How many years has it been since you did a shuttle run, played dodgeball, or jogged a mile during gym class?
In that time, physical education has changed, says Cheryl Richardson, senior director of programs for the Society of Health and Physical Educators (SHAPE). “The focus is on engaging students,” she says, “so they’re learning confidence and competence in various movement skills.”
The shift isn’t just to get kids to burn some energy. It’s about preparing them for success, both in their health and their academic performance.
P.E. Lets Kids Try New Things
Gone are the days of playing basketball or badminton for 3 solid weeks, when you could hang out on the sidelines if you didn’t dig the sport. Today, gym class is about variety. Kids might spend some classes trying yoga, Pilates, or rock climbing.
Sound too out of the box? That’s kind of the idea, says Gregory D. Myer, PhD, director of research at the Division of Sports Medicine at Cincinnati Children's Hospital Medical Center.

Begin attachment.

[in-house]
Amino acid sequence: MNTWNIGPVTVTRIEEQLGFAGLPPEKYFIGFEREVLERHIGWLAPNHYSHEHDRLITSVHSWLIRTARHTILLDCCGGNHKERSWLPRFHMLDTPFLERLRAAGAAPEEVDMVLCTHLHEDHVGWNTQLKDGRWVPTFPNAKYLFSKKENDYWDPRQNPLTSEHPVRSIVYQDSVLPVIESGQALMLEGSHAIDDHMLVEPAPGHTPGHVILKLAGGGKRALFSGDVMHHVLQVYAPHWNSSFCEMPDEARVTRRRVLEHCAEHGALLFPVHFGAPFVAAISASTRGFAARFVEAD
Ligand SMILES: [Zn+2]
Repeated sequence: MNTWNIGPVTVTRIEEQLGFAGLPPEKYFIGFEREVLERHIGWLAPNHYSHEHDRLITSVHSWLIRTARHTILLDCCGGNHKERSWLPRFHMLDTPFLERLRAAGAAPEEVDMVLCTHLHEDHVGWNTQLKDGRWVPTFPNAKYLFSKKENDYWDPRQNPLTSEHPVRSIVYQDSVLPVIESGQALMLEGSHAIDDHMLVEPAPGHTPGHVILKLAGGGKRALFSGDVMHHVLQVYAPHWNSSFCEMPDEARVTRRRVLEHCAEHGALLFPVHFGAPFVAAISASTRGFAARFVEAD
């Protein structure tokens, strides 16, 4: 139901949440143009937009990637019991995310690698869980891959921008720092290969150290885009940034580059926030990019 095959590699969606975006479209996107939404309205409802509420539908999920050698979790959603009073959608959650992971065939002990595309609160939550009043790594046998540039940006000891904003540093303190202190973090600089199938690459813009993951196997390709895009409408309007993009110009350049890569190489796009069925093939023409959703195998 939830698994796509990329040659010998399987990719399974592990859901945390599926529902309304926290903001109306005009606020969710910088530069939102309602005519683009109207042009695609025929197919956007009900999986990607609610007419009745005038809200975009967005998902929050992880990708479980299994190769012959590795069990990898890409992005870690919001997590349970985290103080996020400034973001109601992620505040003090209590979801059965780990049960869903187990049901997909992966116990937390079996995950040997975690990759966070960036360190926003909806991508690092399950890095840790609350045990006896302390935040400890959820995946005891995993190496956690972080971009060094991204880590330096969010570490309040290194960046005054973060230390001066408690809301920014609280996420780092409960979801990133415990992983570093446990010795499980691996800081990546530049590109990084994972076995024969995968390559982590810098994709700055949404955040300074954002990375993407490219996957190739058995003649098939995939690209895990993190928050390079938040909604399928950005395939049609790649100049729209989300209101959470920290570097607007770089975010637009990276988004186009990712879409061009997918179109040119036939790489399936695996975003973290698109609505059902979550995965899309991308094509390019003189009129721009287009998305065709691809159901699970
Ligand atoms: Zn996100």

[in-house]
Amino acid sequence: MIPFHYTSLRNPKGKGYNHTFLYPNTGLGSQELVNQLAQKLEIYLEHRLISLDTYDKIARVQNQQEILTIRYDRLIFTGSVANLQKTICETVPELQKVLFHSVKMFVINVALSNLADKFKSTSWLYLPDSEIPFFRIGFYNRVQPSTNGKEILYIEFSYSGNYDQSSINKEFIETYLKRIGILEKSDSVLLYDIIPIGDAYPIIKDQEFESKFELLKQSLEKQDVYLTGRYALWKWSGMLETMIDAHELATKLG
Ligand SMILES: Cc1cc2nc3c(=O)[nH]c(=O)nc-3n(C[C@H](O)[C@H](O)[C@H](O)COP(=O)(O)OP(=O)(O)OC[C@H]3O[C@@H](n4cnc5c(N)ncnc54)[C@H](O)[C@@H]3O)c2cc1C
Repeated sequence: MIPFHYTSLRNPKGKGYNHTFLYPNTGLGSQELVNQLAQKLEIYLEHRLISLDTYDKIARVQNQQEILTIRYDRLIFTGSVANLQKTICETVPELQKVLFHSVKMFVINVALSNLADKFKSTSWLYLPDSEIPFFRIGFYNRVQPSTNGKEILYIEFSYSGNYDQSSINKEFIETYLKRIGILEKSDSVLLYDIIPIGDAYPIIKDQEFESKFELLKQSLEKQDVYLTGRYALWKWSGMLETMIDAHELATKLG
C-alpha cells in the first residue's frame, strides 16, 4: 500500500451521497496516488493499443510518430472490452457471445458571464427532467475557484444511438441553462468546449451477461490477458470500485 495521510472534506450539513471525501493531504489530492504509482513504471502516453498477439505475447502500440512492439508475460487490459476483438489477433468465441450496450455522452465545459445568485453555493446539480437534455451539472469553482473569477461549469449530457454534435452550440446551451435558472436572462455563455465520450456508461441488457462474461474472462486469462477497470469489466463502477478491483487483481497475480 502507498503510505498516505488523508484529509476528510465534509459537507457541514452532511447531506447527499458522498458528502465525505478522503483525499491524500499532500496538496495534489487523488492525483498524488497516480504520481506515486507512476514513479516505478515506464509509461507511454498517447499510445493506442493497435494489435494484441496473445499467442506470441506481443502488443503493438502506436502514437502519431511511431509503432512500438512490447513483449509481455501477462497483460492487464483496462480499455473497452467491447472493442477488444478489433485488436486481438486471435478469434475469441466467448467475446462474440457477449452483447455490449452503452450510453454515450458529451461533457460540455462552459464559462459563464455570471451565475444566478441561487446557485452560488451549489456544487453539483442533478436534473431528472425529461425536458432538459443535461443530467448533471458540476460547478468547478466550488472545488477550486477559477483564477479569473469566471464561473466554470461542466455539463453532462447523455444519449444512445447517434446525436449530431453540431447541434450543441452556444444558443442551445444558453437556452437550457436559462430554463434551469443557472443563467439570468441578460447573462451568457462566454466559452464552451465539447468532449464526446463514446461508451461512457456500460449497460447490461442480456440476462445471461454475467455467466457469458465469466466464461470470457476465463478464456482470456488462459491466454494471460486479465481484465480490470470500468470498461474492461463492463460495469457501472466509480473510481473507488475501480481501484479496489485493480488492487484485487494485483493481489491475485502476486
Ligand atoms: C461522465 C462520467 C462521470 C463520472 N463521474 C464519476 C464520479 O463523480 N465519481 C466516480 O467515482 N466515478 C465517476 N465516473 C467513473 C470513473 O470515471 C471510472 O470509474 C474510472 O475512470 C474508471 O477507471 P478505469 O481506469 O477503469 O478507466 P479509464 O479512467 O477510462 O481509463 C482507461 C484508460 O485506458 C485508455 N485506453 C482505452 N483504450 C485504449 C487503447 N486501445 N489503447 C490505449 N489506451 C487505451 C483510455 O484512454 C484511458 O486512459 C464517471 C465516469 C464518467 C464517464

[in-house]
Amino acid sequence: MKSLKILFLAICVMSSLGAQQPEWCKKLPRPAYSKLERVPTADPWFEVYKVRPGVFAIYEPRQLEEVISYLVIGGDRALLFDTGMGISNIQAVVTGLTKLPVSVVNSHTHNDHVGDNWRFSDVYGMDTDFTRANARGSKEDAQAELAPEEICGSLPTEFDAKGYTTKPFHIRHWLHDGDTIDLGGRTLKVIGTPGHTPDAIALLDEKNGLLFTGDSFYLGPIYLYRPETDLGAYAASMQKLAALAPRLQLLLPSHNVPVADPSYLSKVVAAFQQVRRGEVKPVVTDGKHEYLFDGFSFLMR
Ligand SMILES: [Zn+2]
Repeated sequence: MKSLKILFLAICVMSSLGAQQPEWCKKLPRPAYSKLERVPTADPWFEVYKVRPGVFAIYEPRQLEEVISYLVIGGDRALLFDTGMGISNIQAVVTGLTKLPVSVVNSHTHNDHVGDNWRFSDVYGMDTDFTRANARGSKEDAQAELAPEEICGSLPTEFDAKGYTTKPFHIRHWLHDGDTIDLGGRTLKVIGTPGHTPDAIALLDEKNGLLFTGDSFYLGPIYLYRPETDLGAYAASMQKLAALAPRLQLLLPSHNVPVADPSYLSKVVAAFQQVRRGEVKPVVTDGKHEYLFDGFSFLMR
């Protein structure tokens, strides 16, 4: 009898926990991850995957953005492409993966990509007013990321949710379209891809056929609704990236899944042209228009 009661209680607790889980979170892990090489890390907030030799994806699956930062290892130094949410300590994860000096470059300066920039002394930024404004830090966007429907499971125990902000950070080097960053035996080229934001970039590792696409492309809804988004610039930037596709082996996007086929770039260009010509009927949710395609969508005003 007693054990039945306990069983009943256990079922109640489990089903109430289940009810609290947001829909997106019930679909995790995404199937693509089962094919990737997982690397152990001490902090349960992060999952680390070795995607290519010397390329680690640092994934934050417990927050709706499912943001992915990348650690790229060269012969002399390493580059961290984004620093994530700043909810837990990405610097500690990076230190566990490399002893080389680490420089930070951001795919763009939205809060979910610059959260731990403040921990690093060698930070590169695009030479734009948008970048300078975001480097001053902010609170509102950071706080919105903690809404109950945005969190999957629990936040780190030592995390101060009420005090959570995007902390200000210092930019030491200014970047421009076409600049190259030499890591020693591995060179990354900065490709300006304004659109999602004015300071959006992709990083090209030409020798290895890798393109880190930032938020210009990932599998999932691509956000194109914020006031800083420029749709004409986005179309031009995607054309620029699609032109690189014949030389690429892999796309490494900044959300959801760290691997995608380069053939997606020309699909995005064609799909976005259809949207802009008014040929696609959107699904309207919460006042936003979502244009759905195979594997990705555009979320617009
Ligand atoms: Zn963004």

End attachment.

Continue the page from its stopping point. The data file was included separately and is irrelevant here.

“A lot of kids specialize in a certain sport early, but P.E. gives them a broad exposure to many sports they wouldn’t necessarily try,” he says. “That can help them realize they love a new activity and teach them new movement skills that will help them throughout their life.”
P.E. Combats Childhood Obesity
Research has shown that gym class makes a difference on kids’ weight. A recent study from Cornell University found that phys ed lowered fifth graders’ body mass index (BMI) and their chances of being obese. Of course, obesity is a complex condition, and physical activity alone doesn’t solve it, Richardson says.
Still, “what P.E. provides is the opportunity to develop, practice, and reinforce healthy habits -- including understanding why it’s important to be physically active.”